Grand Rapids Griffins: Measuring a year (Detroit Red Wings AHL affiliate)

There are many ways we might measure a year, so let’s reflect on the Grand Rapids Griffins, the AHL affiliate of the Detroit Red Wings, to see how far they have come.
Gregory Shamus/GettyImages

My whole life, I have always stated that I hate musicals. They’re just not my thing.

Something about a whole group of supposed random people knowing the same lyrics and dance moves is something that my brain can’t get behind.

Yet, some of my favorite music is derived from musicals. From Meat Loaf’s Bat Out of Hell, which was meant to be a musical, to Rent, I can’t help it. 

One of my all-time favorite songs is “Seasons of Love” from Rent. It’s stimulating, inspiring, and perplexing all at the same time. The main tagline of the song is, “How do you measure, measure a year…” Persisting throughout the song are different options of how one might measure a year.

When I read this post from the Hockeytown West Podcast (@HockeyTownWpod), it reminded me of this song:

My, what a difference a year makes for the Grand Rapids Griffins, the American Hockey League (AHL) affiliate of the Detroit Red Wings?

As Hockeytown West Podcast points out, the Grand Rapids Griffins improved drastically in a year. Numbers-wise, it’s night and day. This change is a result of countless things. I want to share one of my favorite ways the Grand Rapids Griffins have improved outside of the numbers and standings alone.

Gelling as a team

When head coach Dan Watson took over the Grand Rapids Griffins, his first goal didn’t include winning. Honestly, his goal didn’t include much in terms of on-ice performance; rather, it included building a team.

This concept might seem simple in concept, even elementary. If you were able to catch any of the Grand Rapids Griffins games in recent memory, especially last season, it might not have seemed so easy.

I like to use Simon Edvinsson as an example. He’s certainly among the top three prospects in the Detroit Red Wings organization. Edvinsson possesses every tool a defenseman yearns for, and he has those tools in spades. 

For the first half of the 2022-23 season,  Edvinsson struggled to adjust. There were times Edvinsson was facing the wrong way on the ice, back to the play as if he had no clue what was happening. The scariest part, he wasn’t alone in this foreign land.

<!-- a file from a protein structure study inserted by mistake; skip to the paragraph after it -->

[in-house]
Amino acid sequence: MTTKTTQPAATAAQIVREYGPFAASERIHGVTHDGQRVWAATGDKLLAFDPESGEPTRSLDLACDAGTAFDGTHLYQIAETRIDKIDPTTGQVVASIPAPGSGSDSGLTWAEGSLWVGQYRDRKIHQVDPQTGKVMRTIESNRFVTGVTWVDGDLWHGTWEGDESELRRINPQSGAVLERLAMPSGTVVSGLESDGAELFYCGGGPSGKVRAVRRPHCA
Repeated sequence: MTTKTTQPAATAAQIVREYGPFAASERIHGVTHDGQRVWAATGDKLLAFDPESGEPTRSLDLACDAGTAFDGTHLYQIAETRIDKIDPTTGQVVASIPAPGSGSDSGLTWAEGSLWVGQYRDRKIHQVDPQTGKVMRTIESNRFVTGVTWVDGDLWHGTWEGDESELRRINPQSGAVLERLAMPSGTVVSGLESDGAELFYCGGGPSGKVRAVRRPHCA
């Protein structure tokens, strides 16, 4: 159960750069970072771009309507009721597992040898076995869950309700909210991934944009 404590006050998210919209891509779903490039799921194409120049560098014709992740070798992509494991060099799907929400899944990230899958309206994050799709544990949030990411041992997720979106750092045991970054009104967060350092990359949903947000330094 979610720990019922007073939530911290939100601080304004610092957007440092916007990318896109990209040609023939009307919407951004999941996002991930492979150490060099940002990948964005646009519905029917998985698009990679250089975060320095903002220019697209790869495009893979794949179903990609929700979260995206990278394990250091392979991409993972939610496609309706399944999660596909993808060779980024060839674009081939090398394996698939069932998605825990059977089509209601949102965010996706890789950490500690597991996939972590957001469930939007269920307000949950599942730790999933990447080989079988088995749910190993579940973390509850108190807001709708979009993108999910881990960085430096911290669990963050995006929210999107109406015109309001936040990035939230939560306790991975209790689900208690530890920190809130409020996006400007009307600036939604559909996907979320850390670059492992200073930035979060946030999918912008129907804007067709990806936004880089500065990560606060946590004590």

These Grand Rapids Griffins weren’t the ones I remember watching years prior. I’ll be honest: I hadn’t followed the Grand Rapids Griffins as much as I would have liked in the previous two to three seasons. Maybe it was a gradual downhill slope the team rode together, but it was wild to see.

In my mind, the 2022-23 Grand Rapids Griffins roster was one of the strongest they had iced in a long time. With the likes of Edvinsson, Pontus Andreasson, and Albert Johansson joining the mix, I thought the Grand Rapids Griffins were Calder Cup contenders beyond a shadow of a doubt.

Shuttering in the stands, all I could do was thank my lucky stars that Johansson had some semblance of what he should have been doing before he was injured. Then, there wasn’t much joy. Watching guys like Andreasson not get a fair shake and the team play so poorly in fundamentals was disheartening. 

From poor systems to poor systems' implementation, from not playing for each other to everything in between, the Grand Rapids Griffins couldn’t get it together.

To make a short story long, they were broken.

Somehow, Dan Watson and his staff changed the team in no time flat. Okay, the opening weekend was stellar, but then the Grand Rapids Griffins slid, and I feared it would be a 2022-23 repeat. 

I’m not sure if it was with the number of new players, the idea that a specific player like Dominik Shine should have been named captain instead of newly added Josiah Didier, or just a ton of change in a short period, there were problems. 

However, both the Grand Rapids Griffins coaching staff and players overcame their differences and challenges. I’m happy to report that they are playing to their identity as a team and aren’t afraid to stand up for each other, maybe sometimes a little too often, as Griffins Nest (@GrGriffinsNest) shares:

It’s night and day from last season. As a fan of both the Detroit Red Wings and Grand Rapids Griffins, I couldn’t be happier or ask more from the latter. Their growth as a team and their ability to gel is the way I measure their season.